Legendary Composer Marvin Hamlisch Dies at Age 68

Marvin Hamlisch, accomplished film and stage composer known for such memorable scores from The Way We Were and A Chorus Line, has died at age 68. The composer passed away on Monday in Los Angeles after collapsing from a brief illness, his family said in a statement.

Hamlisch was one of the most decorated composers in entertainment, having won almost every award under the sun. He received a Pulitzer Prize in 1976 for the Best Original Score Written for the Theatre, for A Chorus Line. He won three Oscars  for his original compositions for The Way We Were, starring Barbra Streisand and Robert Redford, and The Sting, directed by George Roy Hill, who is best known for the film, Butch Cassidy and the Sundance Kid. Add four Emmy's, four Grammy's and one Tony to Hamlisch's name, and it's safe to say the composer's notable musical contributions have not gone unnoticed. Along with the late composer, Richard Rogers, they are the only two people to date to win all five of these awards.

In addition to the above, Hamlisch is responsible for composing dozen of scores for feature films including Ordinary People, which marked the directorial debut of Robert Redford, and Sophie's Choice, which won Meryl Streep one of her many Academy Awards for Best Actress. His last and most recent feature film was The Informant, directed by Steven Soderbergh and starring Matt Damon; he also co-wrote the ballad "Nobody Does It Better" for the 1977 James Bond film, The Spy Who Loved Me, starring Roger Moore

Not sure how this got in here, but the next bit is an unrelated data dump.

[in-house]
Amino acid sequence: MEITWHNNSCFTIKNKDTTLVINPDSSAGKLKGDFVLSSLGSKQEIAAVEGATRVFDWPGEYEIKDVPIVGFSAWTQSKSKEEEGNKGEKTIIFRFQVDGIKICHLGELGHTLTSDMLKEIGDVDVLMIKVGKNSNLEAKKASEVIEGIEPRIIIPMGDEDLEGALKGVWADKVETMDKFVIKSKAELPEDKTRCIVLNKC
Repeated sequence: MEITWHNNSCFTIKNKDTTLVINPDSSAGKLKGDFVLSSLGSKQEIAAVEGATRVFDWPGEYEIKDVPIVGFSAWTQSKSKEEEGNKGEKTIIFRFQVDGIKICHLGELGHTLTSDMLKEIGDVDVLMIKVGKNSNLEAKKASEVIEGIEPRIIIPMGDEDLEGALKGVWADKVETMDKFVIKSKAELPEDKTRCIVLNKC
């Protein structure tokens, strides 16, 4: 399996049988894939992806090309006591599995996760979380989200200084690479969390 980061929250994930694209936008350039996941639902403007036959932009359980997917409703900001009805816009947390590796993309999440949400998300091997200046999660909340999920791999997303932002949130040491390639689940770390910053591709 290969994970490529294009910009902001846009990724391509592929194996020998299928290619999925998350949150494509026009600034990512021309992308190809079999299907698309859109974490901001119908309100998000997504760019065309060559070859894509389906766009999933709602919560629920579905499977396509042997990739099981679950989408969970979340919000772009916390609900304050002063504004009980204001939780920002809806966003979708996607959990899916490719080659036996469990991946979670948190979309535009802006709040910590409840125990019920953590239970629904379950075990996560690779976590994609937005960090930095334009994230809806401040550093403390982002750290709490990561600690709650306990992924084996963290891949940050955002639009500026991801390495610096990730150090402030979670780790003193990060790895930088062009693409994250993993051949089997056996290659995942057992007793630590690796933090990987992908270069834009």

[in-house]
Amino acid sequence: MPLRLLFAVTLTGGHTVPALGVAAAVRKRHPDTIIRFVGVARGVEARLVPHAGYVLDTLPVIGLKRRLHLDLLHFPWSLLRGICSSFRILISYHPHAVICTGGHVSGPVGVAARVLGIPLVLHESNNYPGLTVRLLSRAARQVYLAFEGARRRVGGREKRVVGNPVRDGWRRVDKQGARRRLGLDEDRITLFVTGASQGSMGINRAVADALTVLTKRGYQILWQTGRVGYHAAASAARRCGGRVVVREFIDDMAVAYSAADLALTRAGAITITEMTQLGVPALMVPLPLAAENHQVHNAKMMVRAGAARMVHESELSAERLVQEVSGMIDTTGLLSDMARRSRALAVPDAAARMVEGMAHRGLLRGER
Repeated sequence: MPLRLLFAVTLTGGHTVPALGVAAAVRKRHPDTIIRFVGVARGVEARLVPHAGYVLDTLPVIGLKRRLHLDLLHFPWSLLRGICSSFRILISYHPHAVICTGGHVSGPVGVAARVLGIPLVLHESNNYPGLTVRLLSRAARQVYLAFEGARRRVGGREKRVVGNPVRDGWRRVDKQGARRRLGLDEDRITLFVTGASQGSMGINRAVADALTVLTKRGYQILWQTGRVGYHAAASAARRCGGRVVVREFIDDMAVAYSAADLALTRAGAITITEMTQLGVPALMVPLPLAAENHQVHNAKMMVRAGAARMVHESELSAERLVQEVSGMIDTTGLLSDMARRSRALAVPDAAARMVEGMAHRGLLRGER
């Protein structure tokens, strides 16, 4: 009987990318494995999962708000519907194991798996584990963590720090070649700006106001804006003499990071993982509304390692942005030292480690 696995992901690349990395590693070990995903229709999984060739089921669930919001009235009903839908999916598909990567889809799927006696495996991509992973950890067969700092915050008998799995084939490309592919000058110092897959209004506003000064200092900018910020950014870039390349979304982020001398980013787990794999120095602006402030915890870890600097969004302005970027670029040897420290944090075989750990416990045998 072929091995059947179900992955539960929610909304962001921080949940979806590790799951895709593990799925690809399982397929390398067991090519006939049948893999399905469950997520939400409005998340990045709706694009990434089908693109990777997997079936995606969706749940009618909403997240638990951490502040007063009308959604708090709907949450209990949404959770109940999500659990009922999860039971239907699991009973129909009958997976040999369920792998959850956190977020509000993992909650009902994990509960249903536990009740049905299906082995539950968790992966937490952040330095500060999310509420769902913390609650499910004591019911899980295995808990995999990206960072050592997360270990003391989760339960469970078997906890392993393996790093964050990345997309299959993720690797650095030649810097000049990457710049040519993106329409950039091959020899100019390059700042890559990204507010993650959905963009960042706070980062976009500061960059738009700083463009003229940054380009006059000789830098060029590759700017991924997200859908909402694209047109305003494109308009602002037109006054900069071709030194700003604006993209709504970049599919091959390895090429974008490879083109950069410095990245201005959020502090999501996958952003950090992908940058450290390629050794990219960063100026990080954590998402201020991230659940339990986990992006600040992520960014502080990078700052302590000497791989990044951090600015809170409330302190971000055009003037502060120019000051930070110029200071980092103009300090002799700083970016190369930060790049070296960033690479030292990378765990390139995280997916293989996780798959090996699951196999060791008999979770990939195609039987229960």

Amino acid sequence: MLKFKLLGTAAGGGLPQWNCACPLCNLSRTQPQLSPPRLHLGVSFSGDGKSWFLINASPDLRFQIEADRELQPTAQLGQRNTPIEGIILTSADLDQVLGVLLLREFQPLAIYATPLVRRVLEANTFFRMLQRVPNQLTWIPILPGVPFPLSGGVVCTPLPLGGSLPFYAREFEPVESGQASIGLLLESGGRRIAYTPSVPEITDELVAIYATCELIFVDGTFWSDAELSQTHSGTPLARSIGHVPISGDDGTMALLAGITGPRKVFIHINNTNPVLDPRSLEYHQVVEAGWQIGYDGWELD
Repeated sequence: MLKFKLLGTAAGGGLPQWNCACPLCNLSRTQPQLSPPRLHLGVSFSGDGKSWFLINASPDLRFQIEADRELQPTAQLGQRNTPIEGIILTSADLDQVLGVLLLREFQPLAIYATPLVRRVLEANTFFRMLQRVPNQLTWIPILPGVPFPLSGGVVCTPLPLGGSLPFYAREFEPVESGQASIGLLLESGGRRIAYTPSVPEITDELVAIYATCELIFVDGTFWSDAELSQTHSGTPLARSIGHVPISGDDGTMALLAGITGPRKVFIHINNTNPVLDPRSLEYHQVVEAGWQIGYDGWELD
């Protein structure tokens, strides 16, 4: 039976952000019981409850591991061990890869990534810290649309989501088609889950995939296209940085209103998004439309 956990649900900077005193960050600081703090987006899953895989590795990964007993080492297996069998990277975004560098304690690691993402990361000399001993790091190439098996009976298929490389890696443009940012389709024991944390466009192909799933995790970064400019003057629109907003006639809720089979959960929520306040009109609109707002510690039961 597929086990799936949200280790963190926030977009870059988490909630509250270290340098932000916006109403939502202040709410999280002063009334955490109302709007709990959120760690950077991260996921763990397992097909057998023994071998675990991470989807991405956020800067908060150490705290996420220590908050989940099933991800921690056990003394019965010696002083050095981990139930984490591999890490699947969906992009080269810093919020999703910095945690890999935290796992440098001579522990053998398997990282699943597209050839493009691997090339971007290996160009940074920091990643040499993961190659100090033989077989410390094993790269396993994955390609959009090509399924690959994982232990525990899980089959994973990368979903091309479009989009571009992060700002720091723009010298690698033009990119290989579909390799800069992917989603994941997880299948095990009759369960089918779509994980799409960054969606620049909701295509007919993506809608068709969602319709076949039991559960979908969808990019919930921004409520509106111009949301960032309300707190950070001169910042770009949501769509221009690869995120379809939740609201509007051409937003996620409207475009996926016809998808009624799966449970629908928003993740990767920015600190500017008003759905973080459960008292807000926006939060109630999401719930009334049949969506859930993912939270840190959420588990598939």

Hamlisch was a graduate of the Juilliard School of Music and up until his death, he was the principal pops conductor for several symphony orchestras across the United States. He had worked with some of the biggest names and personalities in Hollywood and the theater, and his legacy will live on in the music that has touched thousands of lives around the globe.

Marvin Hamlisch believed in the power of music and it's ability to unite people, as seen in his quote from his personal website, "Music can make a difference. There is a global nature to music, which has the potential to bring all people together. Music is truly an international language, and I hope to contribute by widening communication as much as I can".

R.I.P. Marvin Hamlisch (1944–2012)

Source: LA Times

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